10 Misconceptions About the New Testament Canon

By Dr. Michael Kruger:

This series exams some common beliefs out there in the academic (and lay-level) communities that prove to be problematic upon closer examination.

1. The Term “Canon” Can Only Refer to a Fixed, Closed List of Books
2. Nothing in Early Christianity Dictated That There Would be a Canon
3. The New Testament Authors Did Not Think They Were Writing Scripture
4. New Testament Books Were Not Regarded as Scriptural Until Around 200 A.D.
5. Early Christians Disagreed Widely over the Books Which Made It into the Canon
6. In the Early Stages, Apocryphal Books Were as Popular as the Canonical Books
7. Christians Had No Basis to Distinguish Heresy from Orthodoxy Until the Fourth Century
8. Early Christianity was an Oral Religion and Therefore Would Have Resisted Writing Things Down
9. The Canonical Gospels Were Certainly Not Written by the Individuals Named in Their Titles
10. Athanasius’ Festal Letter (367 A.D.) is the First Complete List of New Testament Books

At this link.

The Doctrine of Scripture Series

Pastor Kevin DeYoung, University Reformed Church, East Lansing, Michigan

Jesus’ View of Scripture:

Jesus held Scripture in the highest possible esteem. He knew his Bible intimately and loved it deeply. He often spoke with language of Scripture. He easily alluded to Scripture. And in his moments of greatest trial and weakness—like being tempted by the devil or being killed on a cross—he quoted Scripture.
His mission was to fulfill Scripture, and his teaching always upheld Scripture.
He never disrespected, never disregarded, never disagreed with a single text of Scripture.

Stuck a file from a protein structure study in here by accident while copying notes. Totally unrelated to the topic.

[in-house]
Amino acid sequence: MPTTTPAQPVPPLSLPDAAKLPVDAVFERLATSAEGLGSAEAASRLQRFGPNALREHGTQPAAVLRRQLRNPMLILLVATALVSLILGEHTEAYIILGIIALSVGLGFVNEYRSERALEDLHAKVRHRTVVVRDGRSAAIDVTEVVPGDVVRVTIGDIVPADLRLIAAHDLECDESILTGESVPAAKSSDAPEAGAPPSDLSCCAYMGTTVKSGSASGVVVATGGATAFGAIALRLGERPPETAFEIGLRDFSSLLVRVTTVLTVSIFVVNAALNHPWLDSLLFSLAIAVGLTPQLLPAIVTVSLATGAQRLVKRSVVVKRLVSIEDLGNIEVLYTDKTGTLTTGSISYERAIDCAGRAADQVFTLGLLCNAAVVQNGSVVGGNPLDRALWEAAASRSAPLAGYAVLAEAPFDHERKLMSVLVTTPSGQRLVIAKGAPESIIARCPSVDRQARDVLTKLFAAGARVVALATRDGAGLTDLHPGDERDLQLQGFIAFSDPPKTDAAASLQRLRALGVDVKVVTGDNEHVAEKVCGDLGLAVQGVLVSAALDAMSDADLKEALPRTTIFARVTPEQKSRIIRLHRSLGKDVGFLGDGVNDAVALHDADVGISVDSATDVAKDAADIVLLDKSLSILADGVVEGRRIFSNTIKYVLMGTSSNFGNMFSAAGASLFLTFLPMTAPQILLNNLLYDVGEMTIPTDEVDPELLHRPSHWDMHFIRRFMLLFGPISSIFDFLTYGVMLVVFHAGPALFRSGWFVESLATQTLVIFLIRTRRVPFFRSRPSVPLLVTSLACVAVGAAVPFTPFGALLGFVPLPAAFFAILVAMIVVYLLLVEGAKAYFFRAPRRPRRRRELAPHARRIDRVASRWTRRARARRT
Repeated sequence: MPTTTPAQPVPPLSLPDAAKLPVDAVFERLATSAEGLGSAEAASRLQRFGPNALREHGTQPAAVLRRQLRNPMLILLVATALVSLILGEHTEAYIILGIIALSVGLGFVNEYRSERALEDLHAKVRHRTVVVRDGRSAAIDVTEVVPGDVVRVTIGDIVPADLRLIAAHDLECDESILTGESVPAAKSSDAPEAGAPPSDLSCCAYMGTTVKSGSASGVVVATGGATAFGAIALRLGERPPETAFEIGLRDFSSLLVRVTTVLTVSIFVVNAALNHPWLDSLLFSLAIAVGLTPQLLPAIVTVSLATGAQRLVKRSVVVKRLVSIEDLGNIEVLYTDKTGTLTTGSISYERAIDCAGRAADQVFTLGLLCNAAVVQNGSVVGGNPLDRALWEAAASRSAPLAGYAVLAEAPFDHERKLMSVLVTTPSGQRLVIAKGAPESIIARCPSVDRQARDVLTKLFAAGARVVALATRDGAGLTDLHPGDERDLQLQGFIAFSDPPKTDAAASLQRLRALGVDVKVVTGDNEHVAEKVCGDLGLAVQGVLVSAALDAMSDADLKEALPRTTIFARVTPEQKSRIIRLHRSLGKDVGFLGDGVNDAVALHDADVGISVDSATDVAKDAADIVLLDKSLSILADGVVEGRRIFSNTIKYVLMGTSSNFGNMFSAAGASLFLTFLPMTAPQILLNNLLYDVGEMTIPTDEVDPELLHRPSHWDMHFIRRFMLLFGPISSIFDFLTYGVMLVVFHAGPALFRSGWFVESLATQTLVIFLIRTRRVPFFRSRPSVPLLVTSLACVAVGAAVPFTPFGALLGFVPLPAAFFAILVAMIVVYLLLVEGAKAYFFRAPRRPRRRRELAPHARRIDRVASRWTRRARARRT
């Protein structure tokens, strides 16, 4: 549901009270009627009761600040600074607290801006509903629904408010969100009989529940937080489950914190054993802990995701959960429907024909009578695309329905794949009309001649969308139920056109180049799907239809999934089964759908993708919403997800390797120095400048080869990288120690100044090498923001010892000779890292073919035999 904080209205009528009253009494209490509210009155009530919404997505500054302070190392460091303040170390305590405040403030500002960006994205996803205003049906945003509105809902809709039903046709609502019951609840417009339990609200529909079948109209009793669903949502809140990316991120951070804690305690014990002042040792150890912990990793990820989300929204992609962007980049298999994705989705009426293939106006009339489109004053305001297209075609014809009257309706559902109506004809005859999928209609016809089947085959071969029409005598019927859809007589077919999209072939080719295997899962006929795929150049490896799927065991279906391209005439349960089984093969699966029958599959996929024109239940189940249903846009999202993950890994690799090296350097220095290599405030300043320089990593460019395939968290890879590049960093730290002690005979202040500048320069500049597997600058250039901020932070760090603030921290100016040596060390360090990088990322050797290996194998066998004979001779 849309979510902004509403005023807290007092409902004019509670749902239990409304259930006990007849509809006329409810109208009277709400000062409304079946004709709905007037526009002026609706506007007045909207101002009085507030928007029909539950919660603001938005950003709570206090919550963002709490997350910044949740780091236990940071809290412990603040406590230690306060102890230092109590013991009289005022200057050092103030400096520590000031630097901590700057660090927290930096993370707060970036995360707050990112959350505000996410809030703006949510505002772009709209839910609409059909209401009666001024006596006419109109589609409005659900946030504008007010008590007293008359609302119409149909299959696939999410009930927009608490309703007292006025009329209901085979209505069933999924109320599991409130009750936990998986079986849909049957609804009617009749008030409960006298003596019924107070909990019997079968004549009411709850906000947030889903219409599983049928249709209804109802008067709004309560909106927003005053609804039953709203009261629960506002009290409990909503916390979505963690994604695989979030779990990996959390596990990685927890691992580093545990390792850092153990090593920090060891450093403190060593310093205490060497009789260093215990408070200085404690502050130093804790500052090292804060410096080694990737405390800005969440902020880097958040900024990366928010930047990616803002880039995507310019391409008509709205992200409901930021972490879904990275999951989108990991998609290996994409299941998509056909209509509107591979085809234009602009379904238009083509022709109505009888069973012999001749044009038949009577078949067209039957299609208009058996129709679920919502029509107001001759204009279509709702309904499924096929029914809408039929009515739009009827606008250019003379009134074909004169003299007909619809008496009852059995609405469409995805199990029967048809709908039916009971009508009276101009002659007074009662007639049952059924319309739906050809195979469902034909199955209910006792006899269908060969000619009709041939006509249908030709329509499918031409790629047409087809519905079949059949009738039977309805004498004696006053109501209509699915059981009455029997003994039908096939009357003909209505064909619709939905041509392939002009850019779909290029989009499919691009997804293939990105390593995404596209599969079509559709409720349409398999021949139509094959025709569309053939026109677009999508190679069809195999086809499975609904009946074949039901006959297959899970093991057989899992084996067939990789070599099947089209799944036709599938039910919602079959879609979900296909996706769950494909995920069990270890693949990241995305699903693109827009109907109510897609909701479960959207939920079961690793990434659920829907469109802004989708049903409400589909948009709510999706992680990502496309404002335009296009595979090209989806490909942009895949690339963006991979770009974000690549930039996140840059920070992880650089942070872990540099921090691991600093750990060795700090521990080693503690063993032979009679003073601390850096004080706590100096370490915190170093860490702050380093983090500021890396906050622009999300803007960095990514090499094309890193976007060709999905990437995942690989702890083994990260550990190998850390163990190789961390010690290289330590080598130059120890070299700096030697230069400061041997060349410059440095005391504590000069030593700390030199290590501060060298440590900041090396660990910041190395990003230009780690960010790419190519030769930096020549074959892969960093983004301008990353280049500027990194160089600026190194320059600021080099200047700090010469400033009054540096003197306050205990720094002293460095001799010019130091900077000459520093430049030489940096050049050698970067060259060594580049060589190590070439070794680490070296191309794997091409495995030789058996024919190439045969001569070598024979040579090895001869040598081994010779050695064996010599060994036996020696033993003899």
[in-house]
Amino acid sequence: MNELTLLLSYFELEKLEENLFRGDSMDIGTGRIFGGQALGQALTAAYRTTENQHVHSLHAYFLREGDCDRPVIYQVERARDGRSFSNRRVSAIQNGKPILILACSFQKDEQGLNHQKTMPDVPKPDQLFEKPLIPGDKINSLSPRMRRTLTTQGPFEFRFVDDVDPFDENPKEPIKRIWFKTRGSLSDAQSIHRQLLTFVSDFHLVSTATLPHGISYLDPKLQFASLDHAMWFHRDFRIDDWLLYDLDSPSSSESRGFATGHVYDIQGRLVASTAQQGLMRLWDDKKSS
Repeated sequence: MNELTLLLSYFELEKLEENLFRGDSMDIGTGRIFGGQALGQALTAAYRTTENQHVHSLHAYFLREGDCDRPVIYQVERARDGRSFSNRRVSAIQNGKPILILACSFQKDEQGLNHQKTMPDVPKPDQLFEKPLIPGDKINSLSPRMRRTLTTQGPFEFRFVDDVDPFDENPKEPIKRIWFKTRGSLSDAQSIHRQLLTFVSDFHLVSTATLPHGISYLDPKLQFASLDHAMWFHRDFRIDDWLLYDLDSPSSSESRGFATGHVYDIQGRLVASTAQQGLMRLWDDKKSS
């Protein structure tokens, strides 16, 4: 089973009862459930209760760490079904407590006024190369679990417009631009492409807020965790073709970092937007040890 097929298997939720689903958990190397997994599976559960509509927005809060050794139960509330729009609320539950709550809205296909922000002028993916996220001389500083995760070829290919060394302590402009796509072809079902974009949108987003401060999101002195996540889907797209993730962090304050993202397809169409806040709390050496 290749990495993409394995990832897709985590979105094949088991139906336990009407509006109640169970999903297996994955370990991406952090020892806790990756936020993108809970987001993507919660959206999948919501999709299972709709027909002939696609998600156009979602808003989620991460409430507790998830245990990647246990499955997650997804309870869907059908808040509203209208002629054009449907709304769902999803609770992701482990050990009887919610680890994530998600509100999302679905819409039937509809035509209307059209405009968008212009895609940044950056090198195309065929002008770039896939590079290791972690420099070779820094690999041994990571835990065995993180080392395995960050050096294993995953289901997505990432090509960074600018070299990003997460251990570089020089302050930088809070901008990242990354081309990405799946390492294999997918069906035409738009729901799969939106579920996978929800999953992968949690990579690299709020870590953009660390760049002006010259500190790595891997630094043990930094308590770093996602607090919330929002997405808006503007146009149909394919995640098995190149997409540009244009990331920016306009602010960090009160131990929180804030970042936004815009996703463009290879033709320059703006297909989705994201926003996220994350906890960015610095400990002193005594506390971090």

He affirmed every bit of law, prophecy, narrative, and poetry. He shuddered to think of anyone anywhere violating, ignoring, or rejecting Scripture.
Jesus believed in the inspiration of Scripture, down to the sentences, to the phrases, to the words, to the smallest letter, to the tiniest mark.
He accepted the chronology, the miracles, and the authorial ascriptions as giving the straightforward facts of history.
He believed in keeping the spirit of the law without ever minimizing the letter of the law. He affirmed the human authorship of Scripture while at the same time bearing witness to the ultimate divine authorship of the Scriptures.
He treated the Bible as a necessary word, a sufficient word, a clear word, and the final word.
It was never acceptable in his mind to contradict Scripture or stand above Scripture.
He believed the Bible was all true, all edifying, all important, and all about him. He believed absolutely that the Bible was from God and was absolutely free from error. What Scripture says God says, and what God said was recorded infallibly in Scripture.
Jesus submitted his will to the Scriptures, committed his brain to study the Scriptures, and humbled his heart to obey the Scriptures.
In summary, it is impossible to revere the Scriptures more deeply or affirm them more completely than Jesus did. The Lord Jesus, God’s Son and our Savior, believed his Bible was the word of God down to the tiniest speck and that nothing in all those specks and in all those books in his Bible could ever be broken.

(1) How to Think and Feel About the Word of God – Psalm 119:1-119:176

How to Think and Feel About the Word of God from URC Web on Vimeo.

(2) Something More Sure – 2 Peter 1:16-1:21

Something More Sure from URC Web on Vimeo.

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What About Those Who Have Never Heard?

Article: R. C. Sproul: Are Those Who Have Never Heard of Christ Going to Hell? (original source here)

That’s one of the most emotionally laden questions that a Christian can ever be asked. Nothing is more terrifying or more awful to contemplate than that any human being would go to hell. On the surface, when we ask a question like that, what’s lurking there is, “How could God ever possibly send some person to hell who never even had the opportunity to hear of the Savior? It just doesn’t seem right.”